Meanwhile, the chaos in the Peruvian nation had reached its climax. On February 5, 1824, the Argentine garrison at the port of Callao surrendered the forts to the Spaniards, while President Torre Tagle, his entire cabinet, his official entourage, and more than 318 high-ranking officers of the Peruvian Army, went-over to the enemy, delivering Lima, the capital of the country, into their hands. As a result of this counter-revolution, the Spaniards controlled the largest and wealthiest segment of Perú, from the Argentine border to the Desagüadero River, and from this river, which separated Alto from Bajo Perú, to the fertile Jauja Valley, while the patriots were confined to the northern provinces of Trujillo, Huaylas and Cajamarca. As the Spanish forces amounted to about 20,000 men, while the Patriot Army numbered scarcely 6,500 to 7,000, Bolívar had repeatedly requested additional reinforcements from the Colombian Government. Most of these arrived in Perú after the victory at Ayacucho.

This was the situation when there occurred a development favorable to the Patriots. The Spanish garrison of Alto Perú, consisting of about 4,500 soldiers under General Pedro Antonio de Olańeta, revolted against Viceroy La Serna, whose General Headquarters were in Cuzco. Olańeta supported the autocratic rule of King Ferdinand VII, while La Serna favored the Spanish Parliamentary system. The Viceroy made the fatal error of weakening his army by sending his lieutenant, General Gerónimo Valdés and some 5,000 troops to subdue Olaiieta. Although Valdés succeeded in defeating Olańeta in this venture, his troops had to travel some 750 miles between Potosí, in Alto Perú, and Cuzco. Valdés returned to the Viceroy with only 3,000 soldiers, having lost the rest through sickness, desertions and battle casualties.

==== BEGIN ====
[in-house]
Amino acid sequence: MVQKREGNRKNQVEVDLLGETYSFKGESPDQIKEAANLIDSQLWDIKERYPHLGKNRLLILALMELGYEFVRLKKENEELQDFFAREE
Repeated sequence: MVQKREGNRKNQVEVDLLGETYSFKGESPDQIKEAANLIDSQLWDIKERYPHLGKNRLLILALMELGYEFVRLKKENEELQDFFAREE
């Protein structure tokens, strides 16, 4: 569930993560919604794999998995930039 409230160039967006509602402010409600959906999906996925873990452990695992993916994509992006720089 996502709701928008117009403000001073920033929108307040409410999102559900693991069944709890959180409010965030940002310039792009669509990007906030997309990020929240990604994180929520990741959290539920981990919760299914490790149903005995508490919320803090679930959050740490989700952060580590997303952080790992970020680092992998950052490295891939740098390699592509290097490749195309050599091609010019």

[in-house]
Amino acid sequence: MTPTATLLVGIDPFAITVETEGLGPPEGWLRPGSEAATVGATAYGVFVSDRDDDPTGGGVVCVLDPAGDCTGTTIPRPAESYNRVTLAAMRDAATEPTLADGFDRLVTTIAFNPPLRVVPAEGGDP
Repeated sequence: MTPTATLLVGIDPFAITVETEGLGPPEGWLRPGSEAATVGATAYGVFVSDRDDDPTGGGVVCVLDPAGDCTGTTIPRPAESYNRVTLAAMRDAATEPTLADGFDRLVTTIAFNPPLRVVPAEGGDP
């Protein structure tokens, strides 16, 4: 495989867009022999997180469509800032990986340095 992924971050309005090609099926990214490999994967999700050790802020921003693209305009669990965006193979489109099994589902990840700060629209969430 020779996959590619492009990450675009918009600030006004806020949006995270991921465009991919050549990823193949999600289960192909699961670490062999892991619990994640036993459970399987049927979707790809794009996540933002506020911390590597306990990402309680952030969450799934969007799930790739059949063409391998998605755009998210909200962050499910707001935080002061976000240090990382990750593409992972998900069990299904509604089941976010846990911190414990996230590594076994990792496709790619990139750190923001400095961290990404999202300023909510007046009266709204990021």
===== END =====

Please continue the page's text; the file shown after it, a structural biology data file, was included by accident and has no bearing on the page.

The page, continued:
When Bolívar learned of the Valdés expedition and realized that the army of the Viceroy had been further weakened by the quartering in Jauja of some 7,000 troops under Spanish General José de Canterac, he decided not to wait for the reinforcements from' Colombia, but to begin his campaign at once. Following the Liberator's instructions, Sucre had three times crossed the passes over the mountains, examining the ground over which the Patriots' Army had to march. With his customary energy he repaired the most difficult crossings, built bridges, and constructed shelters, duly provided with food, fodder and cord wood, in the places where the troops were to spend the night. Jauja is situated beyond the White Cordillera, which the Patriots' Army had to cross at altitudes of over 16,000 feet. This formidable barrier of the Andes comprises the most rugged and inhospitable terrain in the world-its narrow mountain paths virtually impassable, being steep, slushy and precipitous.